Even the most optimistic assessment of solar and wind do not envision them as a replacement for the base load. I'm only aware of two carbon-neutral sources for base load power: nuclear and hydro. The latter doesn't have much room left for growth, certainly not enough to replace coal and natural gas, so what does that leave you with?

Frankly, I don't see how anyone that accepts anthropological climate change can be against nuclear power. If you believe the impact of climate change to be as bad as many say it will be then the economics of nuclear power are irrelevant. It's a necessary investment to bring down carbon emissions.

Comment Re:Tradeoffs (Score 3, Insightful) 667

This isn't "globalist", it is exiting a regional trade pact. I have misgivings about free trade, but almost none of those apply to countries with similar standards of living, similar product safety requirements, similar financial rules, easy migration, and similar worker protections.

We don't have similar standards of living, worker protections, educational attainment, or health outcomes across the 50 United States. What makes you think the EU can claim such outcomes between members? The anti-EU crowd was bitching about internal EU migration years before they started bitching about the Islamic "invasion." Imagine a New Yorker getting pissed because someone from Mississippi moved next door and took his job....

Comment Re: Unlimited? (Score 1) 196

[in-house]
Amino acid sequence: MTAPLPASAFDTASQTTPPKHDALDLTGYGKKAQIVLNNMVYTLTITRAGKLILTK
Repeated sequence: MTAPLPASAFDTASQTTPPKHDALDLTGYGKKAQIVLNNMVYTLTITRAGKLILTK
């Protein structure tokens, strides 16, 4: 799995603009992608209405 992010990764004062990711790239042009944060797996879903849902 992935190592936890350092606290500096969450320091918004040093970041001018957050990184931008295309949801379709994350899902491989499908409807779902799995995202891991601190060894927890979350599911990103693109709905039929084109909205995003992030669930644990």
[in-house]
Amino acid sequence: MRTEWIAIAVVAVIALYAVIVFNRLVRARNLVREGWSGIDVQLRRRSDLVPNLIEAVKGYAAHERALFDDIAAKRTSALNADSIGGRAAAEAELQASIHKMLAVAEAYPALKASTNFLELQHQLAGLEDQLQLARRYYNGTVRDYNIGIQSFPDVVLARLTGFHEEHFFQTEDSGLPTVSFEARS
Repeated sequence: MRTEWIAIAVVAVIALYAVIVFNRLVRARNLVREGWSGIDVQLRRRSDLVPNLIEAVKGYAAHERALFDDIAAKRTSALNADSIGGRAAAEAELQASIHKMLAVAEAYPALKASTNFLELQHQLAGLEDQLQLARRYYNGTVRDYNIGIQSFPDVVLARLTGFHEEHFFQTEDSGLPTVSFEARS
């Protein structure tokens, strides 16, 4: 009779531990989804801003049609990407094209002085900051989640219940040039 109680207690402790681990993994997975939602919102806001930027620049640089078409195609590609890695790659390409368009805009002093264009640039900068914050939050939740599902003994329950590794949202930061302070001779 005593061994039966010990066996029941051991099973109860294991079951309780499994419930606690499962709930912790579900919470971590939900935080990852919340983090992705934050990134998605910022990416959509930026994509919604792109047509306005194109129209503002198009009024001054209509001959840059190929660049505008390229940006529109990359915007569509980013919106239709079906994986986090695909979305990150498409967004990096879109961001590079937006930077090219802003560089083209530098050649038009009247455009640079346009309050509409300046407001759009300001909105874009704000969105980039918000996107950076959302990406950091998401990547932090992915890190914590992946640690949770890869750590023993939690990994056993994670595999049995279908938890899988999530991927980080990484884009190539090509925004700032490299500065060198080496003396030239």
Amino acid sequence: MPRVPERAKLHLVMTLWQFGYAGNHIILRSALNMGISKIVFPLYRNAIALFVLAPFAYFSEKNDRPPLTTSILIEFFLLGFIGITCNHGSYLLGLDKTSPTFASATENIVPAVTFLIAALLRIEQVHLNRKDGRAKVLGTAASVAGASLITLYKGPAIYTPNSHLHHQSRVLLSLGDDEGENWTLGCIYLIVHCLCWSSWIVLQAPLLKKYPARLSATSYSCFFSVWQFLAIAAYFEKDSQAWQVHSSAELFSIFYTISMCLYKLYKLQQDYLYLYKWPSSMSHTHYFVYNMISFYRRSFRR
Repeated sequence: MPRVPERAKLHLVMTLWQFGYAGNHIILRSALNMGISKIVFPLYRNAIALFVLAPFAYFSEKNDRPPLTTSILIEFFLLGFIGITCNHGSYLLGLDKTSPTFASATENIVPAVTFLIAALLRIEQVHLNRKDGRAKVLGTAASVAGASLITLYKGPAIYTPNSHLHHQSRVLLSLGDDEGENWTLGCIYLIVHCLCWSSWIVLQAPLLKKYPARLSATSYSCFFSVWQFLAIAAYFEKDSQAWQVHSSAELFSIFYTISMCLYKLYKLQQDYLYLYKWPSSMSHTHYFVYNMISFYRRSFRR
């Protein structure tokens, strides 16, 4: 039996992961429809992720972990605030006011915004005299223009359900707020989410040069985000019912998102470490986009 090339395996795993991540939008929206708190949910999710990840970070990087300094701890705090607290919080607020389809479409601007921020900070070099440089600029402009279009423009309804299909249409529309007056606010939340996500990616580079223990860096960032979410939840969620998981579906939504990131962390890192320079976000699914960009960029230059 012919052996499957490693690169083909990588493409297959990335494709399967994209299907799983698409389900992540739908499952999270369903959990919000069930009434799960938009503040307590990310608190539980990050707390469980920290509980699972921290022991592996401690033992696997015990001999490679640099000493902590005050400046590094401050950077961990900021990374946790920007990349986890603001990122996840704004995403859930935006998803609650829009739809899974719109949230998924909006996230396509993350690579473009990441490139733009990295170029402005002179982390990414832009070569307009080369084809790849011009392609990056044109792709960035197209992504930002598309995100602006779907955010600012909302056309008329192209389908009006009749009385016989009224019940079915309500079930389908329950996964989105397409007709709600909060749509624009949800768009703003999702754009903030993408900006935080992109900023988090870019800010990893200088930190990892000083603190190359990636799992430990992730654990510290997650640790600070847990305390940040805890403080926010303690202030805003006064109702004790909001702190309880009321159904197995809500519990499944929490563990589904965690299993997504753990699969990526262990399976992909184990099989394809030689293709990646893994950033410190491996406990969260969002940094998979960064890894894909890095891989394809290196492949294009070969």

Small cells negate the "limited amount of spectrum" argument. It's a financial + logistical + political/regulatory limitation, not a technical one.

Technology will eventually advance to the point that the financial consideration is less important. We're already working with beam-forming -- a technology that's existed for decades, in radar applications -- for instance. Wireless is the future, no matter what the naysayers think, and if you're still thinking of "spectrum" as the limiting factor you're behind the curve. Makes me think of the folks who deploy IPv6 for the first time and start worrying about the "waste" of addresses.

Comment Re:Unlimited? (Score 1) 196

There's no technical reason why an LTE network can't be engineered to provide truly unlimited data with acceptable speeds in most instances. There is, however, a financial reason, plus the usual regulatory/political concerns that get in the way of new cell sites. It's worth noting that T-Mobile manages to offer unlimited with an asterisk (video throttled to 1.5Mbps) and in many cases delivers superior speed than Verizon, so it's clearly POSSIBLE and PROFITABLE to use as a business model.